Surround sound gaming headsets are nothing new, and the feature sets often look very similar. Support for multiple platforms is the norm, along with Dolby Digital and DTS support to get an authentic multi-channel experience – without the need for several speakers to be placed around the room.
The new Katana HD from Tritton stands out from the crowd as the first gaming headset we’ve encountered that supports uncompressed surround sound via HDMI. This allows for the playback of the highest quality audio streams from games and Blu-ray movies, whereas other gaming headsets are limited to compressed digital audio via optical.
Boasting DTX Headphone X technology, the Katana HD features two 50mm drivers, but uses proprietary software to simulate 7.1 surround sound in a 3D space. Essentially, we’re looking at a stereo set-up that uses clever algorithms to simulate the placement of various audio channels without the need for separate drivers. It’s a common solution that usually delivers a faithful impression of multi-channel audio and the Katana HD makes use of a DTS-designed implementation.
But how much of an improvement does the Katana HD deliver over optical-based gaming headsets? And does DTS Headphone X make a big difference in how well surround sound is delivered?
Priced at around £200, this is a premium-level headset – but it’s the lossless HDMI audio support that distinguishes it from the pack.
On first impressions, there’s little to separate the Katana HD from previous Tritton headsets. The same core design and aesthetics are here, with similar build quality and a combination of plastic and rubberised components. The headphones feel solid, though the EQ and volume controls feel cheaper and less sturdy. The earphones feature a closed cup design to help low-end response while eliminating noise leakage. Meanwhile, EQ, volume controls and the on/off buttons are also located in similar positions too, so anyone with previous Tritton headsets will feel at home here.
However, there are a few welcome improvements. The addition of a padded cushion on the bridge is a nice tweak, helping to better diffuse the weight across your head and thus making Katana HD reasonably comfortable to wear for extended periods. The headset is still pretty weighty though, inducing fatigue after a several hours’ continuous use. The Katana HD is also wireless and is charged up via a USB cable with the battery built into the headset. Compared to many other headsets, there’s no need to swap out batteries when one dies, but the downside is that you need to be hard-wired to a nearby device when charging for a few hours.
A breakout box is used to connect the headset to consoles, PCs, and other devices. This features HDMI input and output ports, a 3.5mm stereo line-in jack, and a micro USB port. The HDMI in and USB ports are colour coded for easy set-up, while the power button is found on the top of the unit. There’s no need for a separate PSU either, as the unit takes power from the USB connection. The Katana HD syncs to this breakout box automatically after both units are turned on, and set-up only takes a few minutes.
The Katana HD shares an almost identical design to other Tritton headsets. Black and white versions are available – our review sample is the latter.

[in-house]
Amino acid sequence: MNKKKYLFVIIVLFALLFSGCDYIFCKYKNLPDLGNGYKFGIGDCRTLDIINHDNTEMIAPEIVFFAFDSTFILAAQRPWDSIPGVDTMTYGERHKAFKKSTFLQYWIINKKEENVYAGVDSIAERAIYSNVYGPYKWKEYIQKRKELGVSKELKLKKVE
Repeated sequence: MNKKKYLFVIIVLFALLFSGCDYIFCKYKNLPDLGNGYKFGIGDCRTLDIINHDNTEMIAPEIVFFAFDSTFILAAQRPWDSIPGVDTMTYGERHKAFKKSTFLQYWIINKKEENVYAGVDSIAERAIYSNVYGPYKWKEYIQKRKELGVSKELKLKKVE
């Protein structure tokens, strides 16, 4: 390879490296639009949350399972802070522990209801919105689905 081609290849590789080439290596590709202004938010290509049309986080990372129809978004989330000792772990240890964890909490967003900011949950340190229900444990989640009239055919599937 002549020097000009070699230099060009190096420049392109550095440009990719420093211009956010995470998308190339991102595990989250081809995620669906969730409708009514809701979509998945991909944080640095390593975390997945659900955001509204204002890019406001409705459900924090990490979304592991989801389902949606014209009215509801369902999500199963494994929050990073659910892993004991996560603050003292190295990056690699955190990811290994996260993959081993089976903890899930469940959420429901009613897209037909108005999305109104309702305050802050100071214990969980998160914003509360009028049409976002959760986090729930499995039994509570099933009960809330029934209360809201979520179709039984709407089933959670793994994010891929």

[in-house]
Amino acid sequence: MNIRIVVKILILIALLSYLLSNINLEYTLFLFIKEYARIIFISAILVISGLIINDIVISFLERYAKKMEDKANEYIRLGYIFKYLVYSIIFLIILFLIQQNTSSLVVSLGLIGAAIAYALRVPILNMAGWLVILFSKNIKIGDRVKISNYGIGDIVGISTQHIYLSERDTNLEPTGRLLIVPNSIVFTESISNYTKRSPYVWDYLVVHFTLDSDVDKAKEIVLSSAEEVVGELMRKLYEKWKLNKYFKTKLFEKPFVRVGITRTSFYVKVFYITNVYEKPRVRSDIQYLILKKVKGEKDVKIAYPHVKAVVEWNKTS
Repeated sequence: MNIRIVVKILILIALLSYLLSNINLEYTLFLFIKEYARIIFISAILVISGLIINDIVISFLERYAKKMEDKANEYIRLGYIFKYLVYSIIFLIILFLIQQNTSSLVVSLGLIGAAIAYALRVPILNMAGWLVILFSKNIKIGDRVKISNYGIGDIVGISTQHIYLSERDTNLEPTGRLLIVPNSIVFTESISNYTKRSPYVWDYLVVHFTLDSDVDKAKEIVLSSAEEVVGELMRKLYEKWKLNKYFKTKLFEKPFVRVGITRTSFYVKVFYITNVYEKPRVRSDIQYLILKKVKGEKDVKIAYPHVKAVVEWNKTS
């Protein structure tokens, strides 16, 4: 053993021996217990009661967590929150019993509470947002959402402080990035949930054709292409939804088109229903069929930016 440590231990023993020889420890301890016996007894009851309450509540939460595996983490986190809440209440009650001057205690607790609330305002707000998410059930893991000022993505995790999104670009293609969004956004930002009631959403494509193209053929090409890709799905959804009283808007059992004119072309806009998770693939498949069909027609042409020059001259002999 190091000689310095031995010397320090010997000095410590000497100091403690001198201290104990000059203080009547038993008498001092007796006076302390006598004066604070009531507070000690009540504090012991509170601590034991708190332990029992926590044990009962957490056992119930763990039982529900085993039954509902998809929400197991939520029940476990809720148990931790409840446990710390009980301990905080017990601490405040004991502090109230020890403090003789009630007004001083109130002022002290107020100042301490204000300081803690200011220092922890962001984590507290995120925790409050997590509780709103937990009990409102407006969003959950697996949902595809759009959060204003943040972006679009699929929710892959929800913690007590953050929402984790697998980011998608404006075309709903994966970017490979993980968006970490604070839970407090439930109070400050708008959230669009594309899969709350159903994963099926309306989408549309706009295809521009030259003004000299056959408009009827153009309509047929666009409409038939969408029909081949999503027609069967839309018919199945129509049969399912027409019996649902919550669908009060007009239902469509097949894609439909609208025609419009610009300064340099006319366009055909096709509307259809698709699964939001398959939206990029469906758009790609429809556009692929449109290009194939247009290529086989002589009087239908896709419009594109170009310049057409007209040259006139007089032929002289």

There are two EQ presets that alter the way in which the audio is delivered. Game mode reduces the size of the soundstage in order to bring effects and dialogue closer to the player, creating a more bombastic feel when playing first-person shooters and other action titles, but at the expense of establishing a large three-dimensional space. Meanwhile, movie mode presents the soundtrack as intended. The soundstage is wider with more depth and the audio experience feels a little more realistic here.
Sound quality is similar to previous Tritton headsets, with the Katana HD voiced in a way that puts more emphasis on effects work in games like Call of Duty and Battlefield, rather than trying to achieve a completely neutral response. This makes the Katana HD a decent pairing when playing online shooters and action games as gunshots and ambient effects remain clear. Elements such as debris shattering across the environment feature a good degree of directionality and clearly pan across the soundstage as we move the camera around 360 degrees. Likewise, voices and other effects are mostly accurately positioned with what is happening on screen.
DTS Headphone X does a great job of simulating a true multi-channel experience, and this translates over to Blu-ray movies too. Combat scenes from Battle: Los Angeles show off the accuracy of effects placement and reasonably centralised dialogue within the audio presentation. Switching off the surround mode on the Katana HD and outputting stereo from both PS4 and Xbox One, the difference is immediately obvious – there’s is a lot more impact and three-dimensionality to the soundstage. It doesn’t fully deliver the same experience as a dedicated home cinema speaker system though, with vocal and effects from the center channel often sounding like they are coming from inside your head, rather than in front of you.
At lower to moderate volume levels, there’s a sense that the Katana HD replicates many of the nuances found in surround mixes quite well. However, the low-end feels lacking, featuring more of a softer, tone compared to when playing at fairly loud volumes. Explosions and bass-heavy moments still have a degree of impact, but the low-end only developers a clearer ‘crunch’ when playing loud. Sound quality is also less defined than on more expensive enthusiast headsets, and is more comparable to mid-range PC speakers by the likes of Logitech than lower end AV gear. This means that we aren’t hearing high quality audio mixes at their best, although we easily get a more immersive experience over a standard stereo presentation.
A breakout box is used to hook up consoles and PC to the Katana HD. Ports and cable are colour-coded for painless set-up. Audio can also be sent to the headset via HDMI, USB and the 3.5mm line in jack when hooked up to a PC.